With Spotlight on Sexual Harassment, Employers Should Take Heed, Newsday, ft. Ellen Storch
Ellen Storch, partner in the Kaufman Dolowich & Voluck LLP Long Island office, was quoted in a Newsday article written by Jamie Herzlich, published on December 31, 2017.
It’s not enough to follow the law, experts say. Companies should take a hard look at their culture and implement best practices.
Also, in order to prove that a victim was sexually harassed, the person has to show he or she thought the behavior was offensive, says Ellen Storch, a partner at Kaufman Dolowich & Voluck in Woodbury.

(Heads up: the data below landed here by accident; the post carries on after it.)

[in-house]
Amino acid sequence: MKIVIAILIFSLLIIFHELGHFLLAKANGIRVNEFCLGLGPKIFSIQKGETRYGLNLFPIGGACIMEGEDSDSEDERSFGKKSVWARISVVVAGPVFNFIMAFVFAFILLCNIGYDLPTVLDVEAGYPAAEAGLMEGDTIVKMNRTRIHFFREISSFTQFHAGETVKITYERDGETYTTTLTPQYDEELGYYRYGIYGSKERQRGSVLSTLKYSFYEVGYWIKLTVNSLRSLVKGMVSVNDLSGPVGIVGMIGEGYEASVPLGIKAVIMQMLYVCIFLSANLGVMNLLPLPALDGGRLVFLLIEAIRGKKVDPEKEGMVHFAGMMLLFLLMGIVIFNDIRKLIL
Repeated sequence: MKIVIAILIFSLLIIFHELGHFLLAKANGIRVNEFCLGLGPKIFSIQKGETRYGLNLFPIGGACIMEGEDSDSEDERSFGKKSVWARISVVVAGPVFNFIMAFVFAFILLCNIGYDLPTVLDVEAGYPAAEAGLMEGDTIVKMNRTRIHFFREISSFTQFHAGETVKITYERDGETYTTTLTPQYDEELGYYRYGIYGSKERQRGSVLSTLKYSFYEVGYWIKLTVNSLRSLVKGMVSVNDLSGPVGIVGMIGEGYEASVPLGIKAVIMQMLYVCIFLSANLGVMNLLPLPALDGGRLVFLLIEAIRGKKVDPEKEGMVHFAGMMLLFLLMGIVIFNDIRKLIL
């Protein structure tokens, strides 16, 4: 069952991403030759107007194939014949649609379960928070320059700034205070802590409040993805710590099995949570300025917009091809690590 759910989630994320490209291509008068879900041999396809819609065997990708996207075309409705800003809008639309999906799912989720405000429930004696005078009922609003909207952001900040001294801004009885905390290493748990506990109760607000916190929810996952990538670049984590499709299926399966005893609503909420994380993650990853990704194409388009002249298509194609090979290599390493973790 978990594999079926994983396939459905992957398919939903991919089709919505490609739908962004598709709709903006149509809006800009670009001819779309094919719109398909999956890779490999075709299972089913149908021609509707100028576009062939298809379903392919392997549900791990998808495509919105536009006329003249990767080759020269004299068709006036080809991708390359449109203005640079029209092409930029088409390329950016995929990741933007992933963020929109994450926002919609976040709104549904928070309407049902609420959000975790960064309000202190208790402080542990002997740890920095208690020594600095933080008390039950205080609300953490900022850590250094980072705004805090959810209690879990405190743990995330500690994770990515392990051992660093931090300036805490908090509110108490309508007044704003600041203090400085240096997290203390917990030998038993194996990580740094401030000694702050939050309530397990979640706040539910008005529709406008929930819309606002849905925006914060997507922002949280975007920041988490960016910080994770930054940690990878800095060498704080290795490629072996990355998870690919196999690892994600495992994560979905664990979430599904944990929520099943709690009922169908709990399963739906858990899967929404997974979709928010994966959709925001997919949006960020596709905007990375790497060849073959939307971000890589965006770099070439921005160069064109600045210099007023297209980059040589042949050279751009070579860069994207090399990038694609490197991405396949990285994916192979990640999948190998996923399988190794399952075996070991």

It has to be offensive from a subjective view (meaning the victim has to have been offended) and from an objective perspective (meaning another reasonable person would also find the conduct offensive), she says.
Sometimes this can be hard to prove in cases such as a text exchange in which the now-vistim participated in the banter, she sayd.
Storch says she reviews the texts to see if there was an opportunity for the victim to express in some way that he or she wasn’t enjoying the comments or exchange.
“To establish a case the plaintiff has to establish that the conduct was unwelcome,” she says.
To protect your business, train employees and managers on what constitutes sexual harassment.